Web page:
Somehow nearly three weeks sped past since I last wrote here. I am not even certain exactly what I’ve been doing that has had me so busy. Just regular life, I suppose. Wrapping gifts and prepping Christmas traditions and school parties and the everyday life that already leaves us feeling busy as it is.
The Christmas anticipation was fun, and the day itself was lovely, but now I’m glad it’s over. Am I allowed to say that? I am grateful for the next week or so to decompress and reflect and restore order, and I’m ready for the blank slate of a new year.
We spent Christmas Eve with my family, and the kids played with cousins. They ran around outside playing hide and seek until the food was ready, and then they returned inside to eat and play games until late. They got a few toys to play with, but the adults in my family stopped exchanging gifts years ago when we realized that we have all we need and kids are a lot more fun to shop for. (This change improved my holidays ten times over, by the way. No stress of shopping for anyone other than kids.) But this year, my granddad surprised us with one of the best gifts I have ever received. He’d found a box full of old quilt tops my grandmother had packed away. Most of these were stitched by her own mother, and a few were even pieced by her grandmother. So if you’re counting generations, that is my great-great grandmother. (!!) They were the tops only, and the rest of it was unfinished, so he found someone to finish them and one-by-one had them completed. There were enough for each of the girls in the family to get one.
No store-bought gift could compare to this. It blows my mind to think about – each stitch completed with love and care, and it laid unfinished in a box for decades only to re-emerge as something whole and real and beautiful. We never know where our story ends, do we? We never know how what we create today will live on and on. So many things in my life feel unfinished, and I’m grateful to have this reminder to take the long view.
When we got home on Christmas Eve, my kids put the cookies out for Santa and hurried to bed as quickly as they could. They don’t always get along easily these days, but the best Christmas Miracle imaginable is that they have really played together so well these last couple of weeks. It has felt like such a gift to me when I’ve grown used to more sibling bickering than I’d like.
They’d written letters to Santa earlier in the week. Norah’s list was a random assortment of all kinds of things that just occurred to her with no warning (typical five year old) — a stuffed animal, a doll, a pretend pet bird who can fit on your shoulder, and pineapple from the North Pole. Jude’s contained only one item that he’s been asking for since September — a Nintendo Switch.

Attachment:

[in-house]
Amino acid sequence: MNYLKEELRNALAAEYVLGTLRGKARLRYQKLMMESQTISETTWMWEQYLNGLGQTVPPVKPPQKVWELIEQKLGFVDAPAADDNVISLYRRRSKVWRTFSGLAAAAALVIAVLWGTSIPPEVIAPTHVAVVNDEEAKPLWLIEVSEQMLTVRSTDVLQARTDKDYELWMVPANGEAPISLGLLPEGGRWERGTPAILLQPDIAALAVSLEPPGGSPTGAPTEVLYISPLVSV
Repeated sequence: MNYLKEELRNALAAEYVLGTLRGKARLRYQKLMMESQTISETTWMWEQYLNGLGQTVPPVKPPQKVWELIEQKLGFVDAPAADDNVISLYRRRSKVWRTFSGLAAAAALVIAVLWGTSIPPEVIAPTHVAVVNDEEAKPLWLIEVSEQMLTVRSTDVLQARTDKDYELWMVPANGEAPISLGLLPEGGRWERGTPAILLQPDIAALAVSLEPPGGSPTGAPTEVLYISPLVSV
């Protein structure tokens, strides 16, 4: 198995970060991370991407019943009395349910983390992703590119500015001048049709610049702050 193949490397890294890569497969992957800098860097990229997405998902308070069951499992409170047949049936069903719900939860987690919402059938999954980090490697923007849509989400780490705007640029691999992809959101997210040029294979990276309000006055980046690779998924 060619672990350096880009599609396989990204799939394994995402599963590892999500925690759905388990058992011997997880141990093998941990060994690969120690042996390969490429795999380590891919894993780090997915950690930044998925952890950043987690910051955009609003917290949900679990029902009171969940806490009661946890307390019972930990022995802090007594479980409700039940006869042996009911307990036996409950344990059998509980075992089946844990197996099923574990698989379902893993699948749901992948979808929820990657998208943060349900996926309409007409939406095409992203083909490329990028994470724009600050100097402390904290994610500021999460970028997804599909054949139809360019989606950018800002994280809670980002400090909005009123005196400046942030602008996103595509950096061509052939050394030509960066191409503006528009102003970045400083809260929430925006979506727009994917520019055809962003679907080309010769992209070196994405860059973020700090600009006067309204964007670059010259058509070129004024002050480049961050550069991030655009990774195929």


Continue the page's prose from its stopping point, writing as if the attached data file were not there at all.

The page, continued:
They ran down the stairs on Christmas morning at 5:58am (yawn), and waded through their gifts. But they paced themselves on opening them and talked a little about each one which pleasantly surprised me. Jude was beyond surprised to get the Switch even though it was all he has asked for. He didn’t expect it somehow. But it cracked me up that the gifts that brought the biggest smiles and the most excitement were the North Pole Pineapple ($2.65 at Publix) and a package of root beer (impulse buy for a boy who loves it but never gets to drink it at home). You just never know what little things will bring joy.
Christmas is so heavily laced with nostalgia and meaning. It’s easy to get wrapped up in it – especially as a parent. We try to make it perfect enough to leave some indelible imprint in their memory, but one thing I’m understanding as I begin to string chapters together for this book I’m working on is that memories are actually not made in isolation. When we remember one thing or one moment, it is actually laced with meaning and layer upon layer of association — not just that one day in time.
I’ve made such a conscious effort this past few years to see Christmas as any other day – with a few extra celebrations. I do the best I can to show them the traditions that can ground us, the reason for the holiday, and the value of both giving and receiving. And then I let it go. I do not compare to what it looked like before or what it might look like in the future or what it looks like in homes outside of my own.
All I know now is that I do the best I can and that somehow the three of us fill the room with enough light to drown out any shadows of inadequacy or comparison that may be lingering in some dark corner of my own mind. 2017 is the year I figured out that fear and negativity and dissatisfaction do not grow when you don’t feed them.
Some holidays are hard and some years are hard, and we just have to accept that sometimes. Life doesn’t look like exactly what we thought it would, and the sooner we realize that, the sooner we just move right along to what is good about right now and perhaps even what is better than we expected as a result of the unforeseen. I recently ran across a Maya Angelou quote on Instagram and some commentary relating it to the holidays and what they can feel like when we lose ourselves in some expectation of comparison and think we have failed if we do not make it The Best Christmas Ever. Angelou says, “My wish for you is that you continue. Continue to be who and how you are, to astonish a mean world with your acts of kindness. Continue to allow humor to lighten the burden of your tender heart.”
The holidays became a lot easier for me when I realized that, in actuality, they are just another day in a series of 364 other ones where we get to create magic and possibility and joy and comfort and peace and fulfillment. What Maya seems to be saying there to me is keep on keepin’ on. And so I am. With root beer and North Pole pineapple and cozy nights at home under my new quilt. The best is yet to come, and there is always more. Christmas joy is like no other, but that same peace waits for me all year long when I slow down enough to see it.